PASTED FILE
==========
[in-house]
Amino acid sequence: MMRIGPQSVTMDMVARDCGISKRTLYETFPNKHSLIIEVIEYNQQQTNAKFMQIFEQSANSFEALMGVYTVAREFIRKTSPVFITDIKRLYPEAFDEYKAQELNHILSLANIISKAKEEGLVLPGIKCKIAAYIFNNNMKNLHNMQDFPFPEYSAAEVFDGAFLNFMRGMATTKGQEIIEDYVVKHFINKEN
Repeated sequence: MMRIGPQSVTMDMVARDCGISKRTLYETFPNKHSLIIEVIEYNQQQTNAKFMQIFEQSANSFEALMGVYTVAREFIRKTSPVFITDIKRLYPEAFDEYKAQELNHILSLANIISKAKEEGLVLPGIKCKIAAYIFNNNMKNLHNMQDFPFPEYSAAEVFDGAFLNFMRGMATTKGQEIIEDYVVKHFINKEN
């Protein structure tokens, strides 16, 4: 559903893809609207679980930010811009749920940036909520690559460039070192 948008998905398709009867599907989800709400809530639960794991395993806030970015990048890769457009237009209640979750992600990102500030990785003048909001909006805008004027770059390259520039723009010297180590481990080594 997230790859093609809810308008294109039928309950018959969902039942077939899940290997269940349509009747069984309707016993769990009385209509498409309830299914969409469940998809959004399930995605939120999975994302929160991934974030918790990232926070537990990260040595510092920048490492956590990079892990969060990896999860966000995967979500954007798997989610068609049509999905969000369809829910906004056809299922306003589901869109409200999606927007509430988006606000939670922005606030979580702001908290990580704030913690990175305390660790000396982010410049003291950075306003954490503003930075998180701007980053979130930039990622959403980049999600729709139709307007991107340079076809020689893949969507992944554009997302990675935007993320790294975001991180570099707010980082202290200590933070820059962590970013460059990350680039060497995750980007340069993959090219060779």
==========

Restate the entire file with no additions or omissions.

[in-house]
Amino acid sequence: MMRIGPQSVTMDMVARDCGISKRTLYETFPNKHSLIIEVIEYNQQQTNAKFMQIFEQSANSFEALMGVYTVAREFIRKTSPVFITDIKRLYPEAFDEYKAQELNHILSLANIISKAKEEGLVLPGIKCKIAAYIFNNNMKNLHNMQDFPFPEYSAAEVFDGAFLNFMRGMATTKGQEIIEDYVVKHFINKEN
Repeated sequence: MMRIGPQSVTMDMVARDCGISKRTLYETFPNKHSLIIEVIEYNQQQTNAKFMQIFEQSANSFEALMGVYTVAREFIRKTSPVFITDIKRLYPEAFDEYKAQELNHILSLANIISKAKEEGLVLPGIKCKIAAYIFNNNMKNLHNMQDFPFPEYSAAEVFDGAFLNFMRGMATTKGQEIIEDYVVKHFINKEN
């Protein structure tokens, strides 16, 4: 559903893809609207679980930010811009749920940036909520690559460039070192 948008998905398709009867599907989800709400809530639960794991395993806030970015990048890769457009237009209640979750992600990102500030990785003048909001909006805008004027770059390259520039723009010297180590481990080594 997230790859093609809810308008294109039928309950018959969902039942077939899940290997269940349509009747069984309707016993769990009385209509498409309830299914969409469940998809959004399930995605939120999975994302929160991934974030918790990232926070537990990260040595510092920048490492956590990079892990969060990896999860966000995967979500954007798997989610068609049509999905969000369809829910906004056809299922306003589901869109409200999606927007509430988006606000939670922005606030979580702001908290990580704030913690990175305390660790000396982010410049003291950075306003954490503003930075998180701007980053979130930039990622959403980049999600729709139709307007991107340079076809020689893949969507992944554009997302990675935007993320790294975001991180570099707010980082202290200590933070820059962590970013460059990350680039060497995750980007340069993959090219060779």